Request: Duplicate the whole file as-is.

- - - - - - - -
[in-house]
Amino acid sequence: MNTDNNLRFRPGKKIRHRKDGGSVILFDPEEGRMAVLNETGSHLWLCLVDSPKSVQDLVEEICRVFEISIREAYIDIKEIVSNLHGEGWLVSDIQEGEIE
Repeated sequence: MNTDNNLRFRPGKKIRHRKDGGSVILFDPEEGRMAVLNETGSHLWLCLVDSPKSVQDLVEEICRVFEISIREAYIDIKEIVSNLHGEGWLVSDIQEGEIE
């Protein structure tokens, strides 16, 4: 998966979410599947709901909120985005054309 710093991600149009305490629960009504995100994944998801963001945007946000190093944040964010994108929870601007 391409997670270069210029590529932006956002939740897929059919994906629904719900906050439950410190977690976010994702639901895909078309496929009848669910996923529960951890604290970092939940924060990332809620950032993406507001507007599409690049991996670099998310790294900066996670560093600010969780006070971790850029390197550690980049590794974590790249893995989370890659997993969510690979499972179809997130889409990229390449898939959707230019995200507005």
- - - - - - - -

[in-house]
Amino acid sequence: MNTDNNLRFRPGKKIRHRKDGGSVILFDPEEGRMAVLNETGSHLWLCLVDSPKSVQDLVEEICRVFEISIREAYIDIKEIVSNLHGEGWLVSDIQEGEIE
Repeated sequence: MNTDNNLRFRPGKKIRHRKDGGSVILFDPEEGRMAVLNETGSHLWLCLVDSPKSVQDLVEEICRVFEISIREAYIDIKEIVSNLHGEGWLVSDIQEGEIE
């Protein structure tokens, strides 16, 4: 998966979410599947709901909120985005054309 710093991600149009305490629960009504995100994944998801963001945007946000190093944040964010994108929870601007 391409997670270069210029590529932006956002939740897929059919994906629904719900906050439950410190977690976010994702639901895909078309496929009848669910996923529960951890604290970092939940924060990332809620950032993406507001507007599409690049991996670099998310790294900066996670560093600010969780006070971790850029390197550690980049590794974590790249893995989370890659997993969510690979499972179809997130889409990229390449898939959707230019995200507005």